Now that you know where Manhattan apartment sales stand (basically stable), let us draw your attention toward the state of apartment sales in Brooklyn, since the big real estate firms have just unleashed their first quarter 2015 sales reports for the borough.
The big news, according to Jonathan Miller, author of the Douglas Elliman report, is that Brooklyn has set a new record for median sales price, coming in at $610,894. (That's a 17.5 percent increase over the same time last year.)
Condo and one-to-three family median sales prices both broke new ground (though the median price of co-ops actually fell). Even though inventory technically rose 5.8 percent in the first three months of this year, inventory is still well below the seven-year average.
"When new properties came on the market during the first quarter, buyer attention was immediate. Open houses had overwhelming attendance, despite brutal winter weather, and multiple offers were a market norm, many for all cash and frequently made within a few hours," he said in a statement.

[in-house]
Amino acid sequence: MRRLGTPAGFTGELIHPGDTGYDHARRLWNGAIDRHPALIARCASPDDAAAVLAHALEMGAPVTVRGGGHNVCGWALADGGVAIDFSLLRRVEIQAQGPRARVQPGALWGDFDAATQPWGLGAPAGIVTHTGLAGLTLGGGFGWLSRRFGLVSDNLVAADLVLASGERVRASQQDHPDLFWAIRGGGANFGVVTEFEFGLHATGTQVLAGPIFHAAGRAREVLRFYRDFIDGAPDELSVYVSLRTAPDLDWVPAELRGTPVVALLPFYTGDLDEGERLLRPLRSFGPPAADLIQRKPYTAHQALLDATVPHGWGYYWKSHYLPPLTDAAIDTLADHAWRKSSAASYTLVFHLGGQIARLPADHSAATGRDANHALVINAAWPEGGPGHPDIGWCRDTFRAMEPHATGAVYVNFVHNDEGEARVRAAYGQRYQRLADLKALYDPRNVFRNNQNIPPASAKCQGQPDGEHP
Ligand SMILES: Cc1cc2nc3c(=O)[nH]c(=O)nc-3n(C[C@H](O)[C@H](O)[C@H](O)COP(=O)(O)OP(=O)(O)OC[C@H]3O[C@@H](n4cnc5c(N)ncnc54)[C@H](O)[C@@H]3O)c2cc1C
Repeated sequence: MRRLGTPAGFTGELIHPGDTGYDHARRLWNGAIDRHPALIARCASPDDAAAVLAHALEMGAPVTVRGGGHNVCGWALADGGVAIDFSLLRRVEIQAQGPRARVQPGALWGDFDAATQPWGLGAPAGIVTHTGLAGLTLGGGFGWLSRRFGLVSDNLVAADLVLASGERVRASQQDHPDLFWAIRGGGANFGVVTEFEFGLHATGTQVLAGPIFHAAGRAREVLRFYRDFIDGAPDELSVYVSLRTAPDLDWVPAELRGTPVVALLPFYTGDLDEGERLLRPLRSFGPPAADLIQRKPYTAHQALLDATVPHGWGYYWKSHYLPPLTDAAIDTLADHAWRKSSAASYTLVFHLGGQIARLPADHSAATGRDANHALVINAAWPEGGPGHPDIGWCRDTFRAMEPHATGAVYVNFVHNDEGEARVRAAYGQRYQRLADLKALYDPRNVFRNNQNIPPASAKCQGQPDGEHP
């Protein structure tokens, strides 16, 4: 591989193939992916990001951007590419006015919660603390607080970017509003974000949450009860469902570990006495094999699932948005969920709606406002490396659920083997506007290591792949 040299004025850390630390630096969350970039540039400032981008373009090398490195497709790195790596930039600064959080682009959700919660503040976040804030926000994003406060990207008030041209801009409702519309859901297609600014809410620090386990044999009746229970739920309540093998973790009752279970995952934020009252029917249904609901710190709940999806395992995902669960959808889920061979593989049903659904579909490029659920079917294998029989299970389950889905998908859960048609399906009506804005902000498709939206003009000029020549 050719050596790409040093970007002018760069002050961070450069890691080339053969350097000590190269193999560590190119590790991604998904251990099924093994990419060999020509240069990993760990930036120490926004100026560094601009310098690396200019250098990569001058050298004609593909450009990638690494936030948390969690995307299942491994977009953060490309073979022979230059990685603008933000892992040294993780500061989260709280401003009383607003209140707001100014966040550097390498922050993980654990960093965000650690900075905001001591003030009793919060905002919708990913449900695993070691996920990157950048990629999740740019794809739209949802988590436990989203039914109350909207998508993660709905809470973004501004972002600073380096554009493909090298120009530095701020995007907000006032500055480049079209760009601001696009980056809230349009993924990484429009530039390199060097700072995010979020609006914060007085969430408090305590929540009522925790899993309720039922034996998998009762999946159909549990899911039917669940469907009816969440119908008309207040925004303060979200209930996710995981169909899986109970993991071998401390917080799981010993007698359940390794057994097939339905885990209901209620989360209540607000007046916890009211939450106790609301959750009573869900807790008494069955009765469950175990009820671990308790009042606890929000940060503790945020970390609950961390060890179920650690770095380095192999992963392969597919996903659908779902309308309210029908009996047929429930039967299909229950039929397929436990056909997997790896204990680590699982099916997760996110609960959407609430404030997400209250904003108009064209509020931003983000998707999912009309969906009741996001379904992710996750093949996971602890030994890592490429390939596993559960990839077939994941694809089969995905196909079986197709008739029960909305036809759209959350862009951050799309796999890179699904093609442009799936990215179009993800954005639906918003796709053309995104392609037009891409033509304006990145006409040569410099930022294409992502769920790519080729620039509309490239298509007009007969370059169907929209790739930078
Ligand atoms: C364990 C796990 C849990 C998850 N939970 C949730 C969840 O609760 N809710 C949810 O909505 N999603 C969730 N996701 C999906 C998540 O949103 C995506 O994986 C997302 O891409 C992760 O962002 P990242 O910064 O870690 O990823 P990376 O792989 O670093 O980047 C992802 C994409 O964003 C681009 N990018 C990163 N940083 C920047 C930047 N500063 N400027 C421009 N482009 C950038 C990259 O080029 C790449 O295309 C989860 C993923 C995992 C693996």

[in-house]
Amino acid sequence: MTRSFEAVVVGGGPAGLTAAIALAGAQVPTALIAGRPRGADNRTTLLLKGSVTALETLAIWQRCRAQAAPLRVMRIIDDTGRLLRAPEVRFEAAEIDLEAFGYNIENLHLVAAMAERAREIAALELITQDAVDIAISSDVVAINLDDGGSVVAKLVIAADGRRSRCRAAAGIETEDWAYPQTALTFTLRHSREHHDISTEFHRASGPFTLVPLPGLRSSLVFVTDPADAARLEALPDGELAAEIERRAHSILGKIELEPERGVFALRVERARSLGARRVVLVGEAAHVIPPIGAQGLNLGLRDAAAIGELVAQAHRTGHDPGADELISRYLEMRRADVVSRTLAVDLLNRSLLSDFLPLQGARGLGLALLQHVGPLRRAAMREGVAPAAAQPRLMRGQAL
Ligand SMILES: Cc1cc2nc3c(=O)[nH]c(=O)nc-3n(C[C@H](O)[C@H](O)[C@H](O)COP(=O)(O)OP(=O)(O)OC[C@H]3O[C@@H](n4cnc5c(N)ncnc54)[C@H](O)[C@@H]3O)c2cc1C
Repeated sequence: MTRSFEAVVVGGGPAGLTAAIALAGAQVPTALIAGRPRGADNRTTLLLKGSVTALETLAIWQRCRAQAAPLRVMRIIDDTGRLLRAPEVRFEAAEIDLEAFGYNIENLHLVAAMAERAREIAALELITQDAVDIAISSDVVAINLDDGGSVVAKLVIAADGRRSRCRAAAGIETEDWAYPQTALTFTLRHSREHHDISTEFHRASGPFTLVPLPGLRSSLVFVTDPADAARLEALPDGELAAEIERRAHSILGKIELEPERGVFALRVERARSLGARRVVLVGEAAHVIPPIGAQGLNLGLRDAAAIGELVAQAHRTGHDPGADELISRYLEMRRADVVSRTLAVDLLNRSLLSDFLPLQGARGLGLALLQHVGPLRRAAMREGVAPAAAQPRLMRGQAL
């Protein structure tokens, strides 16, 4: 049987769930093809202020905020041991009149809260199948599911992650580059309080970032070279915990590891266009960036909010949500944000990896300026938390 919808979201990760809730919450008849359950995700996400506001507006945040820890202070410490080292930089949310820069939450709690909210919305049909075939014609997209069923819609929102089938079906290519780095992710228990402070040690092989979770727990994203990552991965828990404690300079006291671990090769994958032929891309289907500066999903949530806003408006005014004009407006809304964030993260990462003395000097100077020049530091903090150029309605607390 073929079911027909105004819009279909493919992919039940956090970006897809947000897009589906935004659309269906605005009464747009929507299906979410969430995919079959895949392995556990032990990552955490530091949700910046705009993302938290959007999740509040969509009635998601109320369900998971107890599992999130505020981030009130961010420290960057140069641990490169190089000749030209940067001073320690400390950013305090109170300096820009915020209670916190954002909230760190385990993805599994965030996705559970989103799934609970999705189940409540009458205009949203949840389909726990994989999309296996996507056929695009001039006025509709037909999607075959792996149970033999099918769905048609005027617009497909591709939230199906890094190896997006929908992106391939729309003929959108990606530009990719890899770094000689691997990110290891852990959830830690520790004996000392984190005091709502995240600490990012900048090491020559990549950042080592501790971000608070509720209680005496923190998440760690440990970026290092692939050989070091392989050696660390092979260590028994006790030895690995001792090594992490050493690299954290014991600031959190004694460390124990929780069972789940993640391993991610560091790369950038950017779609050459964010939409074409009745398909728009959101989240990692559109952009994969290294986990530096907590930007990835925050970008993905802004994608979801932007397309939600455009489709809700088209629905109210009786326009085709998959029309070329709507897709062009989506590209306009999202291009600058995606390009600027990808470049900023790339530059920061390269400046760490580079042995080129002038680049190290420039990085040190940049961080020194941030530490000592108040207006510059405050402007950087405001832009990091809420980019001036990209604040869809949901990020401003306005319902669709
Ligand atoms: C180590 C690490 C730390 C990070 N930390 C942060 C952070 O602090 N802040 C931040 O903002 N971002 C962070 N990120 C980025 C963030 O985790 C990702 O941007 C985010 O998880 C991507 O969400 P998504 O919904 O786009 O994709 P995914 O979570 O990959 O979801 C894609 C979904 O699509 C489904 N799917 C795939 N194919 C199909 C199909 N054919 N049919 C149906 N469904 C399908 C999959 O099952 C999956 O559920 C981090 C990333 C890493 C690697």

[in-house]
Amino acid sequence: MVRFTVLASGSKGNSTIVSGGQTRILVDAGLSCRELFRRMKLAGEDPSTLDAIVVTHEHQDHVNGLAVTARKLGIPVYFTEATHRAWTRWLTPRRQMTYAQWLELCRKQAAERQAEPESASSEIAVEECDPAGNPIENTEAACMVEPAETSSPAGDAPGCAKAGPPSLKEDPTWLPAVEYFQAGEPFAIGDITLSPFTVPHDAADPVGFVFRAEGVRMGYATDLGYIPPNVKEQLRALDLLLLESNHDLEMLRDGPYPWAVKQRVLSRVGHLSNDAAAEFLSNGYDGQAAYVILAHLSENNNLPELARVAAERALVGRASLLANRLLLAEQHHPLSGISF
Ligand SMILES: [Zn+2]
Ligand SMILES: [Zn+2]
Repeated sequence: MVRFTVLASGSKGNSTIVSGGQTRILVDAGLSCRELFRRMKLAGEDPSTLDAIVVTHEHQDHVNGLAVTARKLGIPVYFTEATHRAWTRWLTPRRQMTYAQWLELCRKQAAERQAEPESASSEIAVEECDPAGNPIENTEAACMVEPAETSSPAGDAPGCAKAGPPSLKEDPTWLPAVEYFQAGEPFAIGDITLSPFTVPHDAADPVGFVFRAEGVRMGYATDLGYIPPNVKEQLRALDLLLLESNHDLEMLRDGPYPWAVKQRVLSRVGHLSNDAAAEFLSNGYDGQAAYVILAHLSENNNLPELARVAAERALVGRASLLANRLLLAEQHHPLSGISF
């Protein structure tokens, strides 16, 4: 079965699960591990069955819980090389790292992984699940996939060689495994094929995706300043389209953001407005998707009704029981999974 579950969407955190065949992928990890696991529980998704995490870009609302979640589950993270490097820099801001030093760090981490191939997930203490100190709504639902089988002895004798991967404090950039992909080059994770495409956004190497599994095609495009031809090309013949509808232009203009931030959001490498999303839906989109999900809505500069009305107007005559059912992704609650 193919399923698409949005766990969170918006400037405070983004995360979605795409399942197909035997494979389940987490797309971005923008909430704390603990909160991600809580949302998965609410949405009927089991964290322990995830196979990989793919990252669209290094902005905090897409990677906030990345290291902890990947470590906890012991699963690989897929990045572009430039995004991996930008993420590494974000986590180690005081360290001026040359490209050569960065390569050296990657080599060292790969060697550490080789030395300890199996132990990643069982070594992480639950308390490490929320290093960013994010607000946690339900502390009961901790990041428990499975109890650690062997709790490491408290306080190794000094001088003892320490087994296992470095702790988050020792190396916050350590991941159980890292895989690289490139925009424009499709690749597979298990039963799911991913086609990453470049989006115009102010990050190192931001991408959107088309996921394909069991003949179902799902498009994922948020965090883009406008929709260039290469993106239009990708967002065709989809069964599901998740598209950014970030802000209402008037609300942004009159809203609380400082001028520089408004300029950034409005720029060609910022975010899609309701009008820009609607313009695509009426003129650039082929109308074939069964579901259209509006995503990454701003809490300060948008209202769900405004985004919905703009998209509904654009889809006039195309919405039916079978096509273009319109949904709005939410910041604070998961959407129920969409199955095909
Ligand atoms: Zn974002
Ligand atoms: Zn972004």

Corcoran's data shows the median price-per-square foot in Brooklyn increasing by 34 percent versus the same time last year, now standing at $787. "You're seeing a housing market that's short on inventory, which is putting upward pressure on prices," says Miller. While he doesn't expect the median sales price in Brooklyn to eclipse Manhattan anytime soon — they're still nearly $400,000 apart — the difference between the two "is compressing," according to Miller.
When it comes to the second quarter of 2015, Miller expects more of the same. "I don't see much relief in terms of inventory and I don't see it getting easier to qualify for credit. The economy's growing stronger, jobs are growing, and that puts an upward pressure on pricing."
So what is a Brooklyn fan to do? Move to Queens perhaps.
"People are being priced out of Brooklyn and pushing into Queens," says Miller, who also crunched data for Elliman's newest Queens report. "You get so much more in Queens than Brooklyn. And the mantra of housing today (in New York and all over the country) is all about a desperate search for affordable housing."
The median sales price in Queens increased by 20.7 percent compared to last year, according to the Elliman report, but at $446,434, it's still nearly $200,000 less than the median price in Brooklyn. In Queens condo prices were stable as prices on co-ops and one-to-three family homes increased. But listing inventory is an issue there too, falling 16.4 percent year to year.